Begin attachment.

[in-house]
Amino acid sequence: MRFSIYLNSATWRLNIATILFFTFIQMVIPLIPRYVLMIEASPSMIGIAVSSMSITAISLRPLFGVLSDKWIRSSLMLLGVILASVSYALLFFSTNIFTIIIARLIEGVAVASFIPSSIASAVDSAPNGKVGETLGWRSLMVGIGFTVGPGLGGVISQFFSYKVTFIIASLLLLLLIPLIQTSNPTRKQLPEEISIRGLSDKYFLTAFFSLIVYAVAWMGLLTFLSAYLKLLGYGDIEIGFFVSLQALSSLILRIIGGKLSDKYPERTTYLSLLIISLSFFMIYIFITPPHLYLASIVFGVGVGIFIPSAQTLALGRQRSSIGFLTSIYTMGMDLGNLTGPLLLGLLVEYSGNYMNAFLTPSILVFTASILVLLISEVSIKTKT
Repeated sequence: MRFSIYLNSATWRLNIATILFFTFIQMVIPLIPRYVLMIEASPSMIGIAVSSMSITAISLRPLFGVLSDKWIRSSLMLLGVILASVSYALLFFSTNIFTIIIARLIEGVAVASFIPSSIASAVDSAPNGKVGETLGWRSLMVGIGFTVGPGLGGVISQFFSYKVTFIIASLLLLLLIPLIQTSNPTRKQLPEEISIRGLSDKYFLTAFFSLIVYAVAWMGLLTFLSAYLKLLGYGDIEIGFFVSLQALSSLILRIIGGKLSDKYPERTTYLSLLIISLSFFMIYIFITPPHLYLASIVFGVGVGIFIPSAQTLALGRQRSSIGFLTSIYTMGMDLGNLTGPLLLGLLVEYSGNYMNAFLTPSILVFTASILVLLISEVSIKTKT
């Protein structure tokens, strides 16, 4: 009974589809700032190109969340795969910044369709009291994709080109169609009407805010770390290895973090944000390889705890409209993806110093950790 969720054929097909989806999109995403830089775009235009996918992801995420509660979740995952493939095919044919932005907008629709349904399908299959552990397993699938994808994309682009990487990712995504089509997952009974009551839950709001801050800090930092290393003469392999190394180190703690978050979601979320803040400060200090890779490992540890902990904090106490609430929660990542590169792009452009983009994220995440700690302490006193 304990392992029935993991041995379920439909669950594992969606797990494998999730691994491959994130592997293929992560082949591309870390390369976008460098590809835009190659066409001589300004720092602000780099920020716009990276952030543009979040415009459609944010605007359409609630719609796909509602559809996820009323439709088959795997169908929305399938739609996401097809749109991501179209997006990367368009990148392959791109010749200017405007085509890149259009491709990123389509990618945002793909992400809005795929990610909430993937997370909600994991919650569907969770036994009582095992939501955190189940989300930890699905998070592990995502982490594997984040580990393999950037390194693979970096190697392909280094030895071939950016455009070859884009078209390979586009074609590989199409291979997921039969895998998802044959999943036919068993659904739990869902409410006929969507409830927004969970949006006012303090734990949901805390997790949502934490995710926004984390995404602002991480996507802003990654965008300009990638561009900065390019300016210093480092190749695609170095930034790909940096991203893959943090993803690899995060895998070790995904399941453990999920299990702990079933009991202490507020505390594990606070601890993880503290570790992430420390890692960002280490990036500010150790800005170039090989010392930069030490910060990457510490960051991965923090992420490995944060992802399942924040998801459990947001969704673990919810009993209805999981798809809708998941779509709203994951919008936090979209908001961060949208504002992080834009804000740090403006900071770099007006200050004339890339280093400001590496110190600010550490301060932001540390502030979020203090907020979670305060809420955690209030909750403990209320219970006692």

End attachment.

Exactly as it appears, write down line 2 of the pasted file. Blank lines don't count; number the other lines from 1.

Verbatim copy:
Amino acid sequence: MRFSIYLNSATWRLNIATILFFTFIQMVIPLIPRYVLMIEASPSMIGIAVSSMSITAISLRPLFGVLSDKWIRSSLMLLGVILASVSYALLFFSTNIFTIIIARLIEGVAVASFIPSSIASAVDSAPNGKVGETLGWRSLMVGIGFTVGPGLGGVISQFFSYKVTFIIASLLLLLLIPLIQTSNPTRKQLPEEISIRGLSDKYFLTAFFSLIVYAVAWMGLLTFLSAYLKLLGYGDIEIGFFVSLQALSSLILRIIGGKLSDKYPERTTYLSLLIISLSFFMIYIFITPPHLYLASIVFGVGVGIFIPSAQTLALGRQRSSIGFLTSIYTMGMDLGNLTGPLLLGLLVEYSGNYMNAFLTPSILVFTASILVLLISEVSIKTKT